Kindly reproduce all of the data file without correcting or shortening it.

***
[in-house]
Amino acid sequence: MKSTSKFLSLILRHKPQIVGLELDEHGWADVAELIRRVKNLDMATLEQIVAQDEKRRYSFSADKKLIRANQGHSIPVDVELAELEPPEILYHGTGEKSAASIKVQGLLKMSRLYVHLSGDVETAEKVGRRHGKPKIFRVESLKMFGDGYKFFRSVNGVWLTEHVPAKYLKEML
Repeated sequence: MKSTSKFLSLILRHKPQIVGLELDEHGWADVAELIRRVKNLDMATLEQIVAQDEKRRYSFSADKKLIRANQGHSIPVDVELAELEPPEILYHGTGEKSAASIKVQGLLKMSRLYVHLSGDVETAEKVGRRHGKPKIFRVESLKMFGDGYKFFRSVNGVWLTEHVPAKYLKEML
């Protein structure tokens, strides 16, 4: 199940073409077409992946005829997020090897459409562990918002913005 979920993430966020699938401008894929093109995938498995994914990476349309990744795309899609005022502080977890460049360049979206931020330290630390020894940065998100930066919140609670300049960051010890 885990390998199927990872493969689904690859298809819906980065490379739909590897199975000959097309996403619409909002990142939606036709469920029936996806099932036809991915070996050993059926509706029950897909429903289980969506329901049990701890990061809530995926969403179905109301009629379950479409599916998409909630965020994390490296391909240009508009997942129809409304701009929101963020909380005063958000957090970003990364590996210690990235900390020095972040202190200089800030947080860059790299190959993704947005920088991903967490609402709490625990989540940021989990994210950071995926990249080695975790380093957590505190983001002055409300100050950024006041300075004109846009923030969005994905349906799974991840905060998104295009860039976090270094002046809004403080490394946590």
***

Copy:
[in-house]
Amino acid sequence: MKSTSKFLSLILRHKPQIVGLELDEHGWADVAELIRRVKNLDMATLEQIVAQDEKRRYSFSADKKLIRANQGHSIPVDVELAELEPPEILYHGTGEKSAASIKVQGLLKMSRLYVHLSGDVETAEKVGRRHGKPKIFRVESLKMFGDGYKFFRSVNGVWLTEHVPAKYLKEML
Repeated sequence: MKSTSKFLSLILRHKPQIVGLELDEHGWADVAELIRRVKNLDMATLEQIVAQDEKRRYSFSADKKLIRANQGHSIPVDVELAELEPPEILYHGTGEKSAASIKVQGLLKMSRLYVHLSGDVETAEKVGRRHGKPKIFRVESLKMFGDGYKFFRSVNGVWLTEHVPAKYLKEML
């Protein structure tokens, strides 16, 4: 199940073409077409992946005829997020090897459409562990918002913005 979920993430966020699938401008894929093109995938498995994914990476349309990744795309899609005022502080977890460049360049979206931020330290630390020894940065998100930066919140609670300049960051010890 885990390998199927990872493969689904690859298809819906980065490379739909590897199975000959097309996403619409909002990142939606036709469920029936996806099932036809991915070996050993059926509706029950897909429903289980969506329901049990701890990061809530995926969403179905109301009629379950479409599916998409909630965020994390490296391909240009508009997942129809409304701009929101963020909380005063958000957090970003990364590996210690990235900390020095972040202190200089800030947080860059790299190959993704947005920088991903967490609402709490625990989540940021989990994210950071995926990249080695975790380093957590505190983001002055409300100050950024006041300075004109846009923030969005994905349906799974991840905060998104295009860039976090270094002046809004403080490394946590």